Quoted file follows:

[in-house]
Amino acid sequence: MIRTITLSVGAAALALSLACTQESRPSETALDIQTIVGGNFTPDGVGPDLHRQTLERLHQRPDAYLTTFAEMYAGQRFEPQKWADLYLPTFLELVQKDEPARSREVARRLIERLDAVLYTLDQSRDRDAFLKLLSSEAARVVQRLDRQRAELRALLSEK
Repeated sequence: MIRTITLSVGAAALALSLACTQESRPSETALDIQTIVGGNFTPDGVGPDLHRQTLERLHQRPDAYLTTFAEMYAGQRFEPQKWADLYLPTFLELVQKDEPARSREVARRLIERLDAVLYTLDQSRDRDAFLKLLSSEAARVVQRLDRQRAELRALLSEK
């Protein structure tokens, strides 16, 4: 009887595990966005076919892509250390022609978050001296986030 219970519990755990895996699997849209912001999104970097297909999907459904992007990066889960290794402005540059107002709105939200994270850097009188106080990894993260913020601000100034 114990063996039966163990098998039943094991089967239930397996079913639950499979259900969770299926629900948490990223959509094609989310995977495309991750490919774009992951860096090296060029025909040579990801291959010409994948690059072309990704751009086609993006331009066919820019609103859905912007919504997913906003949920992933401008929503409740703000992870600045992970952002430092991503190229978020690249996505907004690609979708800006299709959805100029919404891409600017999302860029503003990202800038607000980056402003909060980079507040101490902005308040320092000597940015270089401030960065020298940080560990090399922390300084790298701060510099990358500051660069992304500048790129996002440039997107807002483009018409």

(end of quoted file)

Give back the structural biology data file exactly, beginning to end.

[in-house]
Amino acid sequence: MIRTITLSVGAAALALSLACTQESRPSETALDIQTIVGGNFTPDGVGPDLHRQTLERLHQRPDAYLTTFAEMYAGQRFEPQKWADLYLPTFLELVQKDEPARSREVARRLIERLDAVLYTLDQSRDRDAFLKLLSSEAARVVQRLDRQRAELRALLSEK
Repeated sequence: MIRTITLSVGAAALALSLACTQESRPSETALDIQTIVGGNFTPDGVGPDLHRQTLERLHQRPDAYLTTFAEMYAGQRFEPQKWADLYLPTFLELVQKDEPARSREVARRLIERLDAVLYTLDQSRDRDAFLKLLSSEAARVVQRLDRQRAELRALLSEK
């Protein structure tokens, strides 16, 4: 009887595990966005076919892509250390022609978050001296986030 219970519990755990895996699997849209912001999104970097297909999907459904992007990066889960290794402005540059107002709105939200994270850097009188106080990894993260913020601000100034 114990063996039966163990098998039943094991089967239930397996079913639950499979259900969770299926629900948490990223959509094609989310995977495309991750490919774009992951860096090296060029025909040579990801291959010409994948690059072309990704751009086609993006331009066919820019609103859905912007919504997913906003949920992933401008929503409740703000992870600045992970952002430092991503190229978020690249996505907004690609979708800006299709959805100029919404891409600017999302860029503003990202800038607000980056402003909060980079507040101490902005308040320092000597940015270089401030960065020298940080560990090399922390300084790298701060510099990358500051660069992304500048790129996002440039997107807002483009018409």